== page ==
Electronic Waste Threaten Survival Of Humanity In The 21st Century


Electronic waste or e-waste describes as discarded electrical or electronic devices. Used electronics which are destined for reuse, resale, salvage, recycling, or disposal are also considered e-waste today has become one of the greatest 21st Century Threat to Humanity that leads to many changes in the world.

E-waste is also a popular, informal name for electronic products nearing the end of their “useful life.” Computers, televisions, VCRs, stereos, copiers, and fax machines are common electronic products. Many of these products can be reused, refurbished, or recycled.

As you know most of the us at the current context we Instead of reusing or recycling people just threw the products therefore, the entire environment gets polluted and unclean. Apart from that, all chemicals and unwanted air will release to the environment and it will ultimately effect on human’s body.

Informal processing of e-waste in developing countries can lead to adverse human health effects and environmental pollution. Electronic scrap components, such as CPUs, contain potentially harmful components such as lead, cadmium, beryllium, or brominated flame retardants.

E-waste-connected health risks may result from direct contact with harmful materials such as lead, cadmium, chromium, brominated flame retardants or polychlorinated biphenyls from inhalation of toxic fumes, as well as from accumulation of chemicals in soil, water and food.

Some countries and companies have instituted bans on exporting e-waste to dumps. Today a globally waste trade and electronic waste by country is taking place. The theory is that increased regulations of electronic wastes and concern over the environmental harm in nature of the economics creates an economic disincentive to remove residues prior to export. Critics of trade in used electronics maintain that it is still too easy for brokers calling themselves recyclers to export unscreened electronic waste to developing countries. As result of that The developing countries have become toxic dump yards of e-waste. Developing countries receiving foreign e-waste often go further to repair and recycle forsaken equipment Yet still 90% of e-waste ended up in landfills in developing countries in 2003. Proponents of international trade point to the success of fair trade programs in other industries, where cooperation has led to creation of sustainable jobs and can bring affordable technology in countries where repair and reuse rates are higher.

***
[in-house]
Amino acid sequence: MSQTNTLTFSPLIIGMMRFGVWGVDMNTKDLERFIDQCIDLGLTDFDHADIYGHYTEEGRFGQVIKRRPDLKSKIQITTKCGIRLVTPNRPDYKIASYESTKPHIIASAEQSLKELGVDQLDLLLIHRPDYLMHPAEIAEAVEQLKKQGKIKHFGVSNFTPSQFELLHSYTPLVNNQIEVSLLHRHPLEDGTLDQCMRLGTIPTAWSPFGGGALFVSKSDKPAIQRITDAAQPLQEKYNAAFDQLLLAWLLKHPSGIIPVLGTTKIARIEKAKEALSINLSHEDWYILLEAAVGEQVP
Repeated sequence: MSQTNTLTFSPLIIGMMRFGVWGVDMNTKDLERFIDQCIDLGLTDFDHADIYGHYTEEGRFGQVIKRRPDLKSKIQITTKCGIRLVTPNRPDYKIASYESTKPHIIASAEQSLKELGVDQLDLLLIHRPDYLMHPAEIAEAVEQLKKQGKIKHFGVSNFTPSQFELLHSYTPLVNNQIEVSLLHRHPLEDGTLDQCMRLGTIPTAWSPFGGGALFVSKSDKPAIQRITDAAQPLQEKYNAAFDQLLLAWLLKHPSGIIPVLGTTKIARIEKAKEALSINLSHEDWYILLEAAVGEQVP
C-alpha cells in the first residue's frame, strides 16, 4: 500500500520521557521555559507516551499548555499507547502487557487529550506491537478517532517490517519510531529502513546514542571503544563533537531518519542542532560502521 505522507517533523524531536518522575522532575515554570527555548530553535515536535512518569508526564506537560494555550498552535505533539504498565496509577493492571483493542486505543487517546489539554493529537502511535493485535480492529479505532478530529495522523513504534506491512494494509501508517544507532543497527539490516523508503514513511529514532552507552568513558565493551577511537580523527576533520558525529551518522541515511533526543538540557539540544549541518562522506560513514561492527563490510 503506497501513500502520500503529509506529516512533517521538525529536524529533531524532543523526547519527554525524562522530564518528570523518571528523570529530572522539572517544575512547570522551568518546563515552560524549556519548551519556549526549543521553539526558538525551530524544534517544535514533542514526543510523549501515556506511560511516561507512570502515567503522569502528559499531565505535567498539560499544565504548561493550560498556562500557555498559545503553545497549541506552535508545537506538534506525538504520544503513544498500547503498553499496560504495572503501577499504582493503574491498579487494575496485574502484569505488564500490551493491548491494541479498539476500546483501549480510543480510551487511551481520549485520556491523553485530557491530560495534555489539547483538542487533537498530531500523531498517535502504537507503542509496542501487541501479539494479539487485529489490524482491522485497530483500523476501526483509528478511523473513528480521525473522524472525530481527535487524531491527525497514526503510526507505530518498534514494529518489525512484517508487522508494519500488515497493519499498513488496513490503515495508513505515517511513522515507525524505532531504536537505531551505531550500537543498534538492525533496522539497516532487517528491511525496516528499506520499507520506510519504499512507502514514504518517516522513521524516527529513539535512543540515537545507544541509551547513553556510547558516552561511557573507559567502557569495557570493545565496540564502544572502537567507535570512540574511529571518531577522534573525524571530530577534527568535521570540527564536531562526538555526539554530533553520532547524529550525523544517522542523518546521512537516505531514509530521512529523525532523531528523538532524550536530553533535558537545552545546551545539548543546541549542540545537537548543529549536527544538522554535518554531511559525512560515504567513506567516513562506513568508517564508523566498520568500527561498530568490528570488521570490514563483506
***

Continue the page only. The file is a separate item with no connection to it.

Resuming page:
As you may know with advancement technology and recycling process most of the today products are made up of recycled raw materials. For example, one way e-waste is processed is by melting circuit boards, burning cable sheathing to recover copper wire and open- pit acid leaching for separating metals of value. Conventional method employed is mechanical shredding and separation but the recycling efficiency is low. Alternative methods such as cryogenic composition have been studied for printed circuit board recycling and some other methods are still under investigation. As solutions we may look towards having proper disposing of or reusing electronics can help prevent health problems, reduce greenhouse-gas emissions, and create jobs Reuse and refurbishing offer a more environmentally friendly and socially conscious alternative to down cycling processes.